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Thread: Newbi with ?


  1. #1

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    Newbi with ?

    Hi everyone,

    I'm brand new here and I will tell you right now, I know nothing about skydiving, ram air chutes, or even RC.

    I'm hoping I can get a LOT of questions answered.

    First off, my thing isn't RC, its rockets. As I'm sure you all understand, the higher the rocket goes, the farther the walk to recover it. There are several things that are done to assist/shorten that walk like dual deployment. That is where electronics deploys a drough chute at apogee that lets the rocket fall very fast and then deploys the main chute at a preset altitude.

    I've been told by quite a number of very experience rocketeers that no one has been able to build a successful RC controlled chute for a rocket. This site has inspired me to try and I'm hoping that with the expertise here, I can get my rocket to fly back to the pad instead of drift away.

    My first question is one that could kill the whole project to begin with. If the transmitter is turned on, then the reciever, (I believe that's the correct sequence) how long can the receiver be out of touch with the transmitter and still reaquire the transmitters signal again and operate correctly?
    Handeman

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    RE: Newbi with ?

    That sounds like an interesting project. Depending on the size of the rocket, it may be possible to 'repackage' the electronics from the body of a jumper into the rocket. A couple things to keep in mind are the total weight of the rc equipment, plus the impact on the rocket balance. Depending on the placement, it may become top heavy.

    To answer your question, there is no time limit on how long the TX and RX can be apart. I recommend using a PCM system, so you can set a 'failsafe' to prevent the servos from jittering if they are out of TX range. Failsafe will hold the servos in a pre-set position if the TX signal is lost. Servos in a non-PCM system (PPM?) tend to jitter when no TX signal is present, which might result in premature chute opening and/or uncontrolled movements.

  3. #3

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    RE: Newbi with ?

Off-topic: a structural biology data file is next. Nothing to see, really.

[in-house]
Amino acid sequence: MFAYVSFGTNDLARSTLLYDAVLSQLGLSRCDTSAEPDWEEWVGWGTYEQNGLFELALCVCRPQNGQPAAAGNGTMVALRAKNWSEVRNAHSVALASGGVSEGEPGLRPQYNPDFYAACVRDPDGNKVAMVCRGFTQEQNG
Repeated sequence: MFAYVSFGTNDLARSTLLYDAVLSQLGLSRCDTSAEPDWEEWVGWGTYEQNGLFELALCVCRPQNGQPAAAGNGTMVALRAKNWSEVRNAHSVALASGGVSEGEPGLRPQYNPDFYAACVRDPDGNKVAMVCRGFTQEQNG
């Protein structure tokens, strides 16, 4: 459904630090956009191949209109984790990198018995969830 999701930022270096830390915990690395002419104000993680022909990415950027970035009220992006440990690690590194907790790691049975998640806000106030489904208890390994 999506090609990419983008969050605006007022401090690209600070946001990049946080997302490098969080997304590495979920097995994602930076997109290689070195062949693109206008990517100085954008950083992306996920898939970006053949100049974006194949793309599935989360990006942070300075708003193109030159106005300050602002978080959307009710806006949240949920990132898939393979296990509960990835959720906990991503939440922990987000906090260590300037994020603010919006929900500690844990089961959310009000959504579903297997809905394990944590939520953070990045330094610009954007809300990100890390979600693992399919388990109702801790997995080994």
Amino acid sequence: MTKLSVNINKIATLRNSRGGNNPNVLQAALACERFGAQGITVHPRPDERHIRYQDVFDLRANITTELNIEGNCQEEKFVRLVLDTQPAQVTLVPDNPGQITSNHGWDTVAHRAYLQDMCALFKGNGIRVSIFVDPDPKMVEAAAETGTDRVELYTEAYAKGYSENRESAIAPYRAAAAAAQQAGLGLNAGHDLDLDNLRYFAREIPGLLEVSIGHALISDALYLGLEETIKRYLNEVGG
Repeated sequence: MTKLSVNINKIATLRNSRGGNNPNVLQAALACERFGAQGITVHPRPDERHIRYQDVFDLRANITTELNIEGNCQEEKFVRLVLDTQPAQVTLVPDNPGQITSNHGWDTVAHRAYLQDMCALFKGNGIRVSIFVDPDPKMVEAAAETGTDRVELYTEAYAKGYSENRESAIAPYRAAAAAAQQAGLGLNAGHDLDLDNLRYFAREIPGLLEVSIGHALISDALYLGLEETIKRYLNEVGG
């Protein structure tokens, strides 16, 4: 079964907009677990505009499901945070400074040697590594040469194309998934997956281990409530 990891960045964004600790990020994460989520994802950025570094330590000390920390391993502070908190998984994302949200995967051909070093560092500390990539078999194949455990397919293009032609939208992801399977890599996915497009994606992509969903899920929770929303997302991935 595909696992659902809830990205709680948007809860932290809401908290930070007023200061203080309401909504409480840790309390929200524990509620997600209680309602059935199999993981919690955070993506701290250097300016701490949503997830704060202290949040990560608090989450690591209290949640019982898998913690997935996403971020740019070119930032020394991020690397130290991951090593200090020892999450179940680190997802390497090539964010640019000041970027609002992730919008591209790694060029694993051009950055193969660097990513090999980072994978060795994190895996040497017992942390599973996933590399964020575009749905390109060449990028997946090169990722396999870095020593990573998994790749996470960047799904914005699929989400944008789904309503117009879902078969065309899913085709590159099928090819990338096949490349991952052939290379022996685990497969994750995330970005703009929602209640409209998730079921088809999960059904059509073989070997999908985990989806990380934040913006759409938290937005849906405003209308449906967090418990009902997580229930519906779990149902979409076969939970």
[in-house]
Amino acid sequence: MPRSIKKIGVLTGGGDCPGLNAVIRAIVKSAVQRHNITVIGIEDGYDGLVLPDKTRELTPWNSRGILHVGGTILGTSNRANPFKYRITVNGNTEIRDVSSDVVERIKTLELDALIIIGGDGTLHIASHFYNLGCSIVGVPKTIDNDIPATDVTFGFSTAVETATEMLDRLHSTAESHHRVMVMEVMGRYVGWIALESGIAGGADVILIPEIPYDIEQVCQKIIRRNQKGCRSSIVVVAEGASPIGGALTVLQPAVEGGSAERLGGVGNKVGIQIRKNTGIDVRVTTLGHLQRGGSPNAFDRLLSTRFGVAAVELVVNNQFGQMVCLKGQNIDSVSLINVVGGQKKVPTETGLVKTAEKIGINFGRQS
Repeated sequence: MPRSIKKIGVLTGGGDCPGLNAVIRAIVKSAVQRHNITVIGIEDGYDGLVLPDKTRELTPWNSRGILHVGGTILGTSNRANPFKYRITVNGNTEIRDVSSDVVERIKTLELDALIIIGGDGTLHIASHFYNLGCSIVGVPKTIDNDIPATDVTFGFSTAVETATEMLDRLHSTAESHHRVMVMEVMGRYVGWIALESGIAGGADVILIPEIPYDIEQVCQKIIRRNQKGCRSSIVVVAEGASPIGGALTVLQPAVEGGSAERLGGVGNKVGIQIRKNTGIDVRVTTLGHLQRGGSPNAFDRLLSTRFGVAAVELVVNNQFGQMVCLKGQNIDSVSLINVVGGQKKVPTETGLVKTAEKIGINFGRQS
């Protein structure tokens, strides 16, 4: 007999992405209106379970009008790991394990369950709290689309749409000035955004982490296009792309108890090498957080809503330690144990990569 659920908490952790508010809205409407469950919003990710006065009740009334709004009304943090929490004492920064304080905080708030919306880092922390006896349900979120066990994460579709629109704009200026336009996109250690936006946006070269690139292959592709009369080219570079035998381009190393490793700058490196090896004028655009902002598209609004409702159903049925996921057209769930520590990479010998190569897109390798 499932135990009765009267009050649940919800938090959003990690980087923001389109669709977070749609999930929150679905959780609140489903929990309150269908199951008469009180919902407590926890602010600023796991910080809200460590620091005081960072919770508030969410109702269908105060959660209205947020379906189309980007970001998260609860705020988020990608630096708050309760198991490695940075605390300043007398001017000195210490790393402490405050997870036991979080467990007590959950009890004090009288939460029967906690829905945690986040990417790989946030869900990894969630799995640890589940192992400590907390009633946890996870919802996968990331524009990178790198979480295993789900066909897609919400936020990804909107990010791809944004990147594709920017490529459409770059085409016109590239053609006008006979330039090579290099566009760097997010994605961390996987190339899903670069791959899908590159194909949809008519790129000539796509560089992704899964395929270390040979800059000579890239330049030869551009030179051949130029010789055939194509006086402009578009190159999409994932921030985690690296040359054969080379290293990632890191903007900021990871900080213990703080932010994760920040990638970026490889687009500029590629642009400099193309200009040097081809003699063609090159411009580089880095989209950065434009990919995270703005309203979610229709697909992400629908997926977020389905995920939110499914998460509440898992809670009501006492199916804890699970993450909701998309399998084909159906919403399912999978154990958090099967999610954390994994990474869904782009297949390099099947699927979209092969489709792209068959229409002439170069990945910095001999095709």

robert,

    Thanks...

    I'm really glad to know the RX and TX can be seperated and still work when the RX picks up the TX again. If that didn't work then the whole project would be done, or headed into the ham radio world. The PCM sound like it will work quite well but as you explained it, I'm not sure it will be needed.
    BTW what is PCM and PPM?

    The preliminary design, if you can call a few napkin sketches a design, will be for a rocket that will be 4" diameter and should have about 18 inches of that available for RC although I don't believe it will take nearly that much. The weight of the RC shouldn't be much of a factor although it will be accounted for in final design. As for being top heavy, that's actually a good thing, up to a point. The problem in rockets is when they get too bottom heavy. If the CG get behind the CP (Center of Pressure) then the rocket just does loops.

    I don't think there will be enough room to repackage the skydiver arms into the rocket, although some sort of lever may work. I was thinking about using small motors with current limiting resisters and servo activated switches to turn them on and off. The motors would have gears that drive a larger drum that actually pulls in the control lines and when the motor is shut off, the air flow pushing the chute back into shape should unwind the control lines again. At least thats the current thought.

    The RC will only steer the chute. Deployment will be controlled by the altimeter electronics. A drough chute should open at apogee, somewhere around 1,500 - 2,000 ft during testing but eventually it will be in the 5,000 to 7,000 foot range. The RC controlled chute wouldn't deploy until it was back down to 1,300 ft. That is also when the RX antenna would be deployed and I would assume the RX would again pick up the TX signals.

    The next question would be, how many Gs can the receiver and servos handle. The lower flights would only pull 10 - 20 Gs but the higher flights could see upwards of 60+ Gs during boost? Also, the chutes are deployed by pressurizing the body tubes with black powder charges. These can cause the parts to acclerate vigorously and snap to a stop when they reach the ends of the shock cords that hold everything together.

    Any idea how large of ram-air chute would be required, I haven't dug that deep yet? I am estimating the rocket, with burned motor, would weight about 6 lbs.

    Again thanks...
    Handeman


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